I.M. is a well written memoir. The early stuff about Isaac growing up, his complicated relationship with his parents and the Jewish religion resonates. His early artistic flourishes from puppet shows and female impersonations gives the reader a stunning foundation as to how he became a fashion icon later in life. After his father dies, Issac touchingly writes “I loved my father and how much sadness it gives me to admit this, I was really only able to live my life-to thrive-after he died. There was no way I could live as an openly gay man without the fear that he might find out and be crushed.”
The only negative comments I have relates to the details of the designing world that border on overkill. Unfortunately, if you aren’t a fashion design student, these passages may be less than compelling. The name dropping wears a little thin also.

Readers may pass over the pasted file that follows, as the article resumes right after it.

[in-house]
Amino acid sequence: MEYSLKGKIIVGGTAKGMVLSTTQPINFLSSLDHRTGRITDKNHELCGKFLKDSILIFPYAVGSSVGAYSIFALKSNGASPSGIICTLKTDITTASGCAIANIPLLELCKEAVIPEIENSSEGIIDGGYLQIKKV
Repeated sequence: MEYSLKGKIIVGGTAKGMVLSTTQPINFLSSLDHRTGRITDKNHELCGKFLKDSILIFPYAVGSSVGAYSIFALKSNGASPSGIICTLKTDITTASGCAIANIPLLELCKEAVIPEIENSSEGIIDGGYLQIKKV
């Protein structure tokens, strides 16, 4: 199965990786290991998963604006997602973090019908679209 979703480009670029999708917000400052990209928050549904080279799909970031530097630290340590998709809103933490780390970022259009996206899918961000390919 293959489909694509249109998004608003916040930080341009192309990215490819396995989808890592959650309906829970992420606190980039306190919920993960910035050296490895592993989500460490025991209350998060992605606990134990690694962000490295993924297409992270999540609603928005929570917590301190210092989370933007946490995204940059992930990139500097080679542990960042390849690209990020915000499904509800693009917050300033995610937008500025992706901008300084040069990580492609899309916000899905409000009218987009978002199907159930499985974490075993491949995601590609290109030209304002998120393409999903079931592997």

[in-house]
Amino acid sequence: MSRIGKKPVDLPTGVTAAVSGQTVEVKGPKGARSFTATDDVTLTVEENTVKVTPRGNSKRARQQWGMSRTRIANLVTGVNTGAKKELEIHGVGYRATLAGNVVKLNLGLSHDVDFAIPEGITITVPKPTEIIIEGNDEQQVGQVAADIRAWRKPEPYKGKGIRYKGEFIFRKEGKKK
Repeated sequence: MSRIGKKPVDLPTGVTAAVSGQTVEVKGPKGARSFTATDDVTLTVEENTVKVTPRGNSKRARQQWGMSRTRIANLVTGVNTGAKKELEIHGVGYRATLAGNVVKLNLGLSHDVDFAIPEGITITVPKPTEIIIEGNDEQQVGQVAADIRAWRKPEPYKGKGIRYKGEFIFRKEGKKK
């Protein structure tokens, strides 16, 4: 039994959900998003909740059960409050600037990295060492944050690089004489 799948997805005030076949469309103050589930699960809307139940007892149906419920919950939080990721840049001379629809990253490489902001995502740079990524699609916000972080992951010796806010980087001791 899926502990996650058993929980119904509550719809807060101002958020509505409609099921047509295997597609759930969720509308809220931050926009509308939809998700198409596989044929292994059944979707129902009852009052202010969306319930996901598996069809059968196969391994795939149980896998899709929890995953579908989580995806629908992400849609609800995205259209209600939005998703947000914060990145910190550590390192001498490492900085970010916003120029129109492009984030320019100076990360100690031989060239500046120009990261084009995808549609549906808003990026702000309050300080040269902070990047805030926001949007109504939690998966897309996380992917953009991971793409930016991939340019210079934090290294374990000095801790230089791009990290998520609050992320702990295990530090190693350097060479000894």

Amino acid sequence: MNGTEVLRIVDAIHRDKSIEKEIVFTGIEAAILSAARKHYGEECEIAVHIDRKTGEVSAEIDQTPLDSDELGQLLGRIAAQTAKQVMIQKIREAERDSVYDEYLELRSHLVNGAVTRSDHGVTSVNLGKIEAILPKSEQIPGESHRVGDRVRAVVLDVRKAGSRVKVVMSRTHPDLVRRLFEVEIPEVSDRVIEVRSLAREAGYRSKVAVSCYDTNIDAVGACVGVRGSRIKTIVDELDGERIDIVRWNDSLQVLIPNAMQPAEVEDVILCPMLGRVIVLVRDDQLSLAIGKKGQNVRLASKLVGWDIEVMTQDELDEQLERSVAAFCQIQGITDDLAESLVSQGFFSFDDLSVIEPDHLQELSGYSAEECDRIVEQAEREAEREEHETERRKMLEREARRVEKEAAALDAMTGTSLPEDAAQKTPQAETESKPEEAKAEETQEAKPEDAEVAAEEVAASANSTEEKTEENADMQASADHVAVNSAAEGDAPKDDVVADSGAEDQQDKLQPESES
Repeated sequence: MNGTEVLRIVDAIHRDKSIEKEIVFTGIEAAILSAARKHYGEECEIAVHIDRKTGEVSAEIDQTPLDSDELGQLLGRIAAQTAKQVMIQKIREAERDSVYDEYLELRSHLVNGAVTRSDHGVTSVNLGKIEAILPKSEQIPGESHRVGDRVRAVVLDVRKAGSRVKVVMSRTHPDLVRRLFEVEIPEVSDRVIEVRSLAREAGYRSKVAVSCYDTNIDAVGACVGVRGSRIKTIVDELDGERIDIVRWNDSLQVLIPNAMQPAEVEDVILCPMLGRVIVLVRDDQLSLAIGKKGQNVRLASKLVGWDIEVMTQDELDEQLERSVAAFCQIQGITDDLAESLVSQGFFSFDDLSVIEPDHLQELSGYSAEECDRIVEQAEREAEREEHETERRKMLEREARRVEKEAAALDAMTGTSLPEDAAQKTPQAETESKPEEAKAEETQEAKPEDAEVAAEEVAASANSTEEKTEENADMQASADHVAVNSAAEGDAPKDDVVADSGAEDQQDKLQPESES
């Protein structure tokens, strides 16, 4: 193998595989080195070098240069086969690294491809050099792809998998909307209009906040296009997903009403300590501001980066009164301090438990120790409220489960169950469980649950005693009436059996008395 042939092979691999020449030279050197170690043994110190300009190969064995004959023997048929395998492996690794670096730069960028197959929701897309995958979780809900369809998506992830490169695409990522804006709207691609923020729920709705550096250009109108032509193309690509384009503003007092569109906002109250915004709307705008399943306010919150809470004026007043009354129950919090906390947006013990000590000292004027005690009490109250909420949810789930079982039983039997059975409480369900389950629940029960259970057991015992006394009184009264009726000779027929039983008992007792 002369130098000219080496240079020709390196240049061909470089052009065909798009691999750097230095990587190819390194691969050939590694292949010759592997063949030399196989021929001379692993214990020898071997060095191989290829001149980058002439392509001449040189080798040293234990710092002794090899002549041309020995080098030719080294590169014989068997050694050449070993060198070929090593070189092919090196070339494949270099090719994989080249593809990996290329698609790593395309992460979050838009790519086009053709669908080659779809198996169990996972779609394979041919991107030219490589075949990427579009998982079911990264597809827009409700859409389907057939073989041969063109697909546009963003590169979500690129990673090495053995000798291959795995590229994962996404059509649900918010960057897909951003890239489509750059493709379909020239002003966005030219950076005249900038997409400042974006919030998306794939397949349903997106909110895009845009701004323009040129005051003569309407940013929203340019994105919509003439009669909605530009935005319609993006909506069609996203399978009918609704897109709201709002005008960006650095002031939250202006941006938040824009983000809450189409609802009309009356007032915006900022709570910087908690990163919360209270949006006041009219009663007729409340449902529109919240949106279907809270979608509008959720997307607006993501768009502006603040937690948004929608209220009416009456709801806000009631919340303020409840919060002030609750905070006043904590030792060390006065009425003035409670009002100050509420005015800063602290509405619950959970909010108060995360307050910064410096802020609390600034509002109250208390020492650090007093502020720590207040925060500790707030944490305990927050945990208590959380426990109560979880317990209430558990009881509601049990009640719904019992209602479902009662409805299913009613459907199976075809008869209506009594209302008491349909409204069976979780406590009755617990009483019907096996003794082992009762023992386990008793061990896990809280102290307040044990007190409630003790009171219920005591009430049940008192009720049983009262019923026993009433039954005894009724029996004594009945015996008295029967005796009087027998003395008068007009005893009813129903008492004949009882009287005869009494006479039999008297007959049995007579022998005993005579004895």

When he reaches the heights of success, he has difficulty coping. Despite seeing a physiatrist, he found more comfort from psychics, numerologists, astrologists, mediums, and tarot card readers. Since it is the job of designers to predict what everyone wants to wear, it wasn’t farfetched for him to dabble with the occult.
His second career as a cabaret performer brings a sweetness to the memoir and makes for a worthwhile read.